To change debt, everything must change. This essay has attempted to underline key themes that are often left out of the debt discourse — and chart a programmatic course to redress past injustices and rebalance the global economy in the process.

The challenge we face now is not the what but the how. We have traced the contours of the debt justice agenda. It is time for activists, movements, parties, and international institutions to realize it.

Matthias Goldmann is a member of the Progressive International Debt Justice Collective. Matthias is an assistant professor at Goethe University Frankfurt a.M. and a Senior Research Fellow at the Max Planck Institute for International Law in Heidelberg. He specializes on issues of debt, public finance, and colonialism.

Illustration by Namita Sunil. Namita is a New Delhi based illustrator and graphic artist.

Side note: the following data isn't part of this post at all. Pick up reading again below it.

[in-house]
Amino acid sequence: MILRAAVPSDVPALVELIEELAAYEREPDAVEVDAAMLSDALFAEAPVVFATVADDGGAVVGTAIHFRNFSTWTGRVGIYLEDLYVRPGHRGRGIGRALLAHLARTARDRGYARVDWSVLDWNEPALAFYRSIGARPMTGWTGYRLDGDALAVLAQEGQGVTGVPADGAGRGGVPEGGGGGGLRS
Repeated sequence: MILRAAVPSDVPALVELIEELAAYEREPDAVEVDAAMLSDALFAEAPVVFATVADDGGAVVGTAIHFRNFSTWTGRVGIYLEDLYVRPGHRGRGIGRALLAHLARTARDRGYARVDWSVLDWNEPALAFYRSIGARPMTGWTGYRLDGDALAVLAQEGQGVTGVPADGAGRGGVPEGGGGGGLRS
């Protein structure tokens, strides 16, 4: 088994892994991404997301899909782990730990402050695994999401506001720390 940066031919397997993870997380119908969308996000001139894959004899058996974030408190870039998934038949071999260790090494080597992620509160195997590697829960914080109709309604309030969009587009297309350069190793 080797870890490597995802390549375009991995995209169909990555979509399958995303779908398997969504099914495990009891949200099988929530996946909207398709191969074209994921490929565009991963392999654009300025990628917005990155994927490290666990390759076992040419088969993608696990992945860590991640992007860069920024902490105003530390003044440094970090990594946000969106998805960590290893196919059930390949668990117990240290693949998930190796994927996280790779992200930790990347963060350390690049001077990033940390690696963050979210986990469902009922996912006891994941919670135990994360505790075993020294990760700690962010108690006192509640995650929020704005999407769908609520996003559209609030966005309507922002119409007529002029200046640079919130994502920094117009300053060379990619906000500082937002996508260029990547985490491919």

From the Blueprint team at Progressive International

We live in a world of debt. The depth and breadth of global “debtification” is difficult to overstate. It is the primary contention of this collection that all these disparate dynamics — hedge funds raking in pandemic profits, students struggling to afford an education, micro-borrowers on the brink of bankruptcy — are different manifestations of the same basic structural mechanism at the heart of the global financial system: the endless cycle of privatized gains and socialized losses. Simply put, the rich get richer, while the poor, by design, remain poor.

The goal of this Collective is the goal of progressive movements around the world, to end that cycle. Read the full Debt Justice Blueprint here. If you’re interested in engaging with us, please write to Varsha Gandikota-Nellutla at [email protected]

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Pay Reparations and Redistribute Prosperity